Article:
The top picture is of the monastery. The lower picture was taken when we
were having tea with the farmer and his family.
A piece of important advice: One of my climbing mates contracted
tuberculosis in Tibet. The cause was almost certainly yak’s milk, which went
straight from the yak into the milk jug without any processing. If you are
offered tea in a remote area of China insist on having it without milk and be
careful not to consume any other dairy products.
A pedantic point: My friend Kangri insists that the “yak” is the male of the
species so it wasn’t “yak’s milk”. The female is called something that sounds
like “gyug”. So we should be talking about gyug’s milk. Kangri said he’d
given up trying to get the point across to tourists.
I've met a few memorable people in my life and one was the Tibetan guy
who organised the logistics for our climbing trip in the Himalayas . I
injured my foot early in the proceedings and spent a lot of time with him
while the rest of my party was away in the mountains. We knew him as
Kangri. His parents called him by a different sounding name.
Kangri's family lived a nomadic life, grazing yaks in the highland pastures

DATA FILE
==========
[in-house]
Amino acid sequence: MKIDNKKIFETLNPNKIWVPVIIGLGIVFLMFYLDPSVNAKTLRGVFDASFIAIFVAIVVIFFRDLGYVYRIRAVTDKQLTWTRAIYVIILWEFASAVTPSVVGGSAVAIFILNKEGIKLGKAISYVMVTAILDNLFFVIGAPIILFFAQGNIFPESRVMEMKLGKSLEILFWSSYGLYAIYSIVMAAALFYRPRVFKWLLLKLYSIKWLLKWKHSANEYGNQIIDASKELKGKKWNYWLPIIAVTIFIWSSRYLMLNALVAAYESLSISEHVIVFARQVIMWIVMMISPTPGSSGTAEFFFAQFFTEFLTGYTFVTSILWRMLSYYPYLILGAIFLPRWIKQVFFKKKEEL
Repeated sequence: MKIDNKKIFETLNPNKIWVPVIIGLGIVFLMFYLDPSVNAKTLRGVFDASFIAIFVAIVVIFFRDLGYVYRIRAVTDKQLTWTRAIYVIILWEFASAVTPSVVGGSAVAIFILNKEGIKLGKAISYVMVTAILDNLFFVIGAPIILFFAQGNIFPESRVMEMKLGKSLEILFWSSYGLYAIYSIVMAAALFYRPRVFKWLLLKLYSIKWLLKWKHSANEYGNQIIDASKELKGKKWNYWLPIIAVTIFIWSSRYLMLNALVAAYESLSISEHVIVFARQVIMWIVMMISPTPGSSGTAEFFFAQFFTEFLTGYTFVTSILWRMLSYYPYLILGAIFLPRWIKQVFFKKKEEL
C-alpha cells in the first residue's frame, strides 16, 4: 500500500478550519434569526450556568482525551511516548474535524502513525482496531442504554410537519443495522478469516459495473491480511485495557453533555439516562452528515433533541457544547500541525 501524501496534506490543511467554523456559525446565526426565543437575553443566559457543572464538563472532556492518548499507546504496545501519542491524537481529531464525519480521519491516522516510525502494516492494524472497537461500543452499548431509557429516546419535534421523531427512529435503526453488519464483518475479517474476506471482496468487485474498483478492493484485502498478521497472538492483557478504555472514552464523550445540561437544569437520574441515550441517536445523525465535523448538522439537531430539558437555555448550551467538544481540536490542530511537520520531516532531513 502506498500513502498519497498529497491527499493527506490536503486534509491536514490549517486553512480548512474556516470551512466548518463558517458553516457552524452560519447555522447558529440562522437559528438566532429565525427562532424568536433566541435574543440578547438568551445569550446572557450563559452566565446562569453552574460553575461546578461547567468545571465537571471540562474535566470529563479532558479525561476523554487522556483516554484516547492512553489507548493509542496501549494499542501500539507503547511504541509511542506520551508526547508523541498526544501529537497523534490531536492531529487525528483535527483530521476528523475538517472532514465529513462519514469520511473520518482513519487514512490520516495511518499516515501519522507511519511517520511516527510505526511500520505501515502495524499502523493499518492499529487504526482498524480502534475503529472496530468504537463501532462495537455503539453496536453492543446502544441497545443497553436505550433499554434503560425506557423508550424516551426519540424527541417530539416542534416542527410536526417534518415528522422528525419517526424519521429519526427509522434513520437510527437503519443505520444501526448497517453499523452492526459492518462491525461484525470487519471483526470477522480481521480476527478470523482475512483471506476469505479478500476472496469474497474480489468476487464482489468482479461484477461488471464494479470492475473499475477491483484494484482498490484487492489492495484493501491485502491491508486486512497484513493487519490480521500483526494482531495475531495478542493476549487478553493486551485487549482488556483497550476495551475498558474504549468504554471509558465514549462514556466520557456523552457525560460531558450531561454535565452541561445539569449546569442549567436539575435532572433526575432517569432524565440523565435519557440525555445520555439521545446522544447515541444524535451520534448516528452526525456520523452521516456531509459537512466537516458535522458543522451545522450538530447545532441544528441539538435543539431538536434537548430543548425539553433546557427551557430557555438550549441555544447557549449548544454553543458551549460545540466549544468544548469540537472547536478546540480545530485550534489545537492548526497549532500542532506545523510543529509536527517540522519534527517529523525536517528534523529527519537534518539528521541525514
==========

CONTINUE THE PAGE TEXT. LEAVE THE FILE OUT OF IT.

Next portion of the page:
of northern Yunnan, near the Tibetan border. It's a tough way to make a living
and he had some remarkable stories about his childhood.
One was a horrendous incident when he was at toddler. A lion dog took his
head into its mouth. His scalp was ripped open. His mother fainted and his
uncle stitched him back together again. Kangri pulled back his hair as he told
the story and showed us the ugly scar that remained fro m the ordeal.
The Tibetan lion dogs get their name from the main of long hair on their
huge heads. His family kept them to guard their herds from wolves . They lost
calves to the wolves and had to be on guard for the wolf packs that followed
them around. As a teenager, Kangri spent long hours with his father, lying in
ambush, waiting for the packs to come within range. They had telescopic
sights on their rifles but the wolves were cunning and very difficult to shoot.
When he was thirteen, Kangri went to a boarding school run by Buddhist
monks. There, he learnt about strange people who lived in the West. They
had yellow hair and blue eyes and didn't like the Chinese. The blue-eyed
people spoke English and Kangri decided he was going to learn English.